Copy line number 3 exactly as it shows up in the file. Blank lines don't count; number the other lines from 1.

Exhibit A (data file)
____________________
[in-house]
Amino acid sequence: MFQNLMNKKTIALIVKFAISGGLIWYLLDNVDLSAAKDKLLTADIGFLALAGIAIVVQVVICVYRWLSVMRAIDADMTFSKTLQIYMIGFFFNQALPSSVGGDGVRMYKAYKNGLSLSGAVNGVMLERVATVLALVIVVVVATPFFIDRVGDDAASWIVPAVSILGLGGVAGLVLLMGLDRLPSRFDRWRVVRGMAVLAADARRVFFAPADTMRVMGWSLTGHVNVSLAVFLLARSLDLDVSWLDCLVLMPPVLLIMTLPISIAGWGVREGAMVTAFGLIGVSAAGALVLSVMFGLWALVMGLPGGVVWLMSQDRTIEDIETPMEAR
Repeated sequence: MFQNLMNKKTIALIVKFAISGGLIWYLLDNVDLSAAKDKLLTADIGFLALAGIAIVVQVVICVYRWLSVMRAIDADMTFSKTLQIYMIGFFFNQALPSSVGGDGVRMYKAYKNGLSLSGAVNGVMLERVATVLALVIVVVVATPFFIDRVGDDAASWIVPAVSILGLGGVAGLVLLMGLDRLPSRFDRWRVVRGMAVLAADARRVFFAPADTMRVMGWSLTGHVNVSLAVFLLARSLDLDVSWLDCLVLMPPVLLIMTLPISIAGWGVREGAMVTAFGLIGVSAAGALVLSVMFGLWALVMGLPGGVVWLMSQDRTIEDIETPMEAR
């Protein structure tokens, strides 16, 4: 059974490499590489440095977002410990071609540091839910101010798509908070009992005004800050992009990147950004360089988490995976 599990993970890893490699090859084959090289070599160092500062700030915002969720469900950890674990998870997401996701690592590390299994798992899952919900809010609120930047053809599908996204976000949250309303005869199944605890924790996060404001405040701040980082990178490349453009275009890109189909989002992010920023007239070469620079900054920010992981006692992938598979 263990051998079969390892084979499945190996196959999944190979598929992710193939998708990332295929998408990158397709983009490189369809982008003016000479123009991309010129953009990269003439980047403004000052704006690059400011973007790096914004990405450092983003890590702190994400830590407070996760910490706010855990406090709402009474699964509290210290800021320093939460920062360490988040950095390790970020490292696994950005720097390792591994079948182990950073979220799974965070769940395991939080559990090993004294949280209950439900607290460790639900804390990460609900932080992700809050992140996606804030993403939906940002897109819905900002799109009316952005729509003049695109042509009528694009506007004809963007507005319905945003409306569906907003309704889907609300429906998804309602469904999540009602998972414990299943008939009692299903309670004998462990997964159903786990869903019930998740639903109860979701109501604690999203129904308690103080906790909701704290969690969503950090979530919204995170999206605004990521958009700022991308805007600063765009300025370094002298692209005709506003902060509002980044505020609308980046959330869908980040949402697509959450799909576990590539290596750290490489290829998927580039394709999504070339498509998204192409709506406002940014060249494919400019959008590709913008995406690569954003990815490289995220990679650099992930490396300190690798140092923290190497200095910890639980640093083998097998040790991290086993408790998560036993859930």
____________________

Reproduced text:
Repeated sequence: MFQNLMNKKTIALIVKFAISGGLIWYLLDNVDLSAAKDKLLTADIGFLALAGIAIVVQVVICVYRWLSVMRAIDADMTFSKTLQIYMIGFFFNQALPSSVGGDGVRMYKAYKNGLSLSGAVNGVMLERVATVLALVIVVVVATPFFIDRVGDDAASWIVPAVSILGLGGVAGLVLLMGLDRLPSRFDRWRVVRGMAVLAADARRVFFAPADTMRVMGWSLTGHVNVSLAVFLLARSLDLDVSWLDCLVLMPPVLLIMTLPISIAGWGVREGAMVTAFGLIGVSAAGALVLSVMFGLWALVMGLPGGVVWLMSQDRTIEDIETPMEAR